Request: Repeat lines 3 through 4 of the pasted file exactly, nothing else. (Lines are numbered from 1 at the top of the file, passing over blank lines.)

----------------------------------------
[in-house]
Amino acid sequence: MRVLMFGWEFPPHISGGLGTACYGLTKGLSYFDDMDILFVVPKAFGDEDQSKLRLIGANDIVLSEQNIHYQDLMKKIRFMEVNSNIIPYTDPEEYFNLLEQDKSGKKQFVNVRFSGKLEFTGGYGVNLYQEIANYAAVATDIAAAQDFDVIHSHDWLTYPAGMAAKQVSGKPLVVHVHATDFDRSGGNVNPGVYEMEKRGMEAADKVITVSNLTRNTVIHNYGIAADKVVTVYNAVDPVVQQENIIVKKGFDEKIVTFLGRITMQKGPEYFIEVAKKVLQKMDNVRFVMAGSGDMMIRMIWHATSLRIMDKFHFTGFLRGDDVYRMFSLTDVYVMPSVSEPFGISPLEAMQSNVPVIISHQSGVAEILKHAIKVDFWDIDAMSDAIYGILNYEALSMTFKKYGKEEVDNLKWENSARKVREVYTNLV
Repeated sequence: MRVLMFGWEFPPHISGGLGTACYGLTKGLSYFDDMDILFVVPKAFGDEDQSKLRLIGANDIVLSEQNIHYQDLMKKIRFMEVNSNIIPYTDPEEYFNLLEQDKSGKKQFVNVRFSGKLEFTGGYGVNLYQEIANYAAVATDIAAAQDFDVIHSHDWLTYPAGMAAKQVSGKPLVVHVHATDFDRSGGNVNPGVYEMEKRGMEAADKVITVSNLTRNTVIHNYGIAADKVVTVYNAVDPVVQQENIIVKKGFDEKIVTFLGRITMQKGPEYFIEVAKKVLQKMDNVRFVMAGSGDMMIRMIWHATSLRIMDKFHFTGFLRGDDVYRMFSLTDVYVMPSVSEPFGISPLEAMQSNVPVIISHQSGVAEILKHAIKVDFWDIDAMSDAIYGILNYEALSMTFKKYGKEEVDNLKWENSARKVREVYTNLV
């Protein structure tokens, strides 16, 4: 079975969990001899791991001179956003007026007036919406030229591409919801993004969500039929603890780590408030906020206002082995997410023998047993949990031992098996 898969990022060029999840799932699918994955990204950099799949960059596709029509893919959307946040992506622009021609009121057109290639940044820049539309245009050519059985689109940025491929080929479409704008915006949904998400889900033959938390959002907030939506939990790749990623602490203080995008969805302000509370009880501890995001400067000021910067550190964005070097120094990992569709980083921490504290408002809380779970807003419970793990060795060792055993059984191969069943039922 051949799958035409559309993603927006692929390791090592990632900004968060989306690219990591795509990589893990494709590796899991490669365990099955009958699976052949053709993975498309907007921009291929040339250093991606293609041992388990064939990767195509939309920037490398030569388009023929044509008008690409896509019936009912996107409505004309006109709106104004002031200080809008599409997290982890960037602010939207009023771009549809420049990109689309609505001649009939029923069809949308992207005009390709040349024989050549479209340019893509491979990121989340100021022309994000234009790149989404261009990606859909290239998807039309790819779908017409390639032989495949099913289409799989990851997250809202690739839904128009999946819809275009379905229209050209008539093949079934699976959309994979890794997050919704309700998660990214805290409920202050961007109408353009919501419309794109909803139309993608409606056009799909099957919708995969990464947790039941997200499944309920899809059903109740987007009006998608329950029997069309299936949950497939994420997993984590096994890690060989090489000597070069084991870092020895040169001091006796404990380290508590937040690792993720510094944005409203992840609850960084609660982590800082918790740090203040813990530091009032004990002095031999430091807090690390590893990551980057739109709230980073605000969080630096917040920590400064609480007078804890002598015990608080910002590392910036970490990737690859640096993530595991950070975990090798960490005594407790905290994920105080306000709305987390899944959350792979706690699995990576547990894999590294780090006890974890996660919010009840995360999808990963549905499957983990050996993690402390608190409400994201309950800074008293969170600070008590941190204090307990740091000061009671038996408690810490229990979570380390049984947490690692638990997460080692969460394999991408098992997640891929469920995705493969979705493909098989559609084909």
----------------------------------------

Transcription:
Repeated sequence: MRVLMFGWEFPPHISGGLGTACYGLTKGLSYFDDMDILFVVPKAFGDEDQSKLRLIGANDIVLSEQNIHYQDLMKKIRFMEVNSNIIPYTDPEEYFNLLEQDKSGKKQFVNVRFSGKLEFTGGYGVNLYQEIANYAAVATDIAAAQDFDVIHSHDWLTYPAGMAAKQVSGKPLVVHVHATDFDRSGGNVNPGVYEMEKRGMEAADKVITVSNLTRNTVIHNYGIAADKVVTVYNAVDPVVQQENIIVKKGFDEKIVTFLGRITMQKGPEYFIEVAKKVLQKMDNVRFVMAGSGDMMIRMIWHATSLRIMDKFHFTGFLRGDDVYRMFSLTDVYVMPSVSEPFGISPLEAMQSNVPVIISHQSGVAEILKHAIKVDFWDIDAMSDAIYGILNYEALSMTFKKYGKEEVDNLKWENSARKVREVYTNLV
């Protein structure tokens, strides 16, 4: 079975969990001899791991001179956003007026007036919406030229591409919801993004969500039929603890780590408030906020206002082995997410023998047993949990031992098996 898969990022060029999840799932699918994955990204950099799949960059596709029509893919959307946040992506622009021609009121057109290639940044820049539309245009050519059985689109940025491929080929479409704008915006949904998400889900033959938390959002907030939506939990790749990623602490203080995008969805302000509370009880501890995001400067000021910067550190964005070097120094990992569709980083921490504290408002809380779970807003419970793990060795060792055993059984191969069943039922 051949799958035409559309993603927006692929390791090592990632900004968060989306690219990591795509990589893990494709590796899991490669365990099955009958699976052949053709993975498309907007921009291929040339250093991606293609041992388990064939990767195509939309920037490398030569388009023929044509008008690409896509019936009912996107409505004309006109709106104004002031200080809008599409997290982890960037602010939207009023771009549809420049990109689309609505001649009939029923069809949308992207005009390709040349024989050549479209340019893509491979990121989340100021022309994000234009790149989404261009990606859909290239998807039309790819779908017409390639032989495949099913289409799989990851997250809202690739839904128009999946819809275009379905229209050209008539093949079934699976959309994979890794997050919704309700998660990214805290409920202050961007109408353009919501419309794109909803139309993608409606056009799909099957919708995969990464947790039941997200499944309920899809059903109740987007009006998608329950029997069309299936949950497939994420997993984590096994890690060989090489000597070069084991870092020895040169001091006796404990380290508590937040690792993720510094944005409203992840609850960084609660982590800082918790740090203040813990530091009032004990002095031999430091807090690390590893990551980057739109709230980073605000969080630096917040920590400064609480007078804890002598015990608080910002590392910036970490990737690859640096993530595991950070975990090798960490005594407790905290994920105080306000709305987390899944959350792979706690699995990576547990894999590294780090006890974890996660919010009840995360999808990963549905499957983990050996993690402390608190409400994201309950800074008293969170600070008590941190204090307990740091000061009671038996408690810490229990979570380390049984947490690692638990997460080692969460394999991408098992997640891929469920995705493969979705493909098989559609084909």